Malaspina and his colleagues were originally hoping to use those puffs to pinpoint where exactly the solar system’s inward-flying dust becomes outward-flying dust. But they stumbled on something puzzling in the process: The concentrations of dust that the team recorded seemed to vary by as much as 50% between Parker’s six orbits around the Sun.
“That’s really interesting because the timescale that it takes for dust to move in toward the Sun is thousands to millions of years,” Malaspina said. “So how do we get variation in just three or four months?”
In Millions of years, the dust near Sun had moved inward, and suddenly in these three or four months, the dust has started moving outward.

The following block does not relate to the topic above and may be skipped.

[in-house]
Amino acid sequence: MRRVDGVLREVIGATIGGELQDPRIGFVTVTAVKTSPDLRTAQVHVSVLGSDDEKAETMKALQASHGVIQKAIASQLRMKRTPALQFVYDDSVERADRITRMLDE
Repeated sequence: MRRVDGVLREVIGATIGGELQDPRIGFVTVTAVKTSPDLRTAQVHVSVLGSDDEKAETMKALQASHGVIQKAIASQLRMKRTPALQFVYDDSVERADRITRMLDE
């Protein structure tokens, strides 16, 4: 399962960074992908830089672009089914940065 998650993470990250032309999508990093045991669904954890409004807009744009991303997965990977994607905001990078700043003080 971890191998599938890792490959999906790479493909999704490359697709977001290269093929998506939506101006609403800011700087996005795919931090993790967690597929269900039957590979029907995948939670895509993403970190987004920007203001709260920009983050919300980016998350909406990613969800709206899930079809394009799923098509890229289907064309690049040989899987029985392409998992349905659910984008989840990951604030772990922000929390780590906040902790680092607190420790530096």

This can tell the environment of Solar System has been changed dramatically in these three to four months.
Just recently, the explosion of Proxima Centaruri, the star of the nearest star system has been observed. The Explosion of Betelgeuse in Orion Star System has been observed one year ago. These explosions are caused by the explosion of Central Sun of our galaxy (Great Solar Flash).
The next star to be exploded? Of course, our Sun. Sun will be exploded soon, maybe within this month (December 21?). Then 3D Earth will be destroyed. That will be the day of Ascension.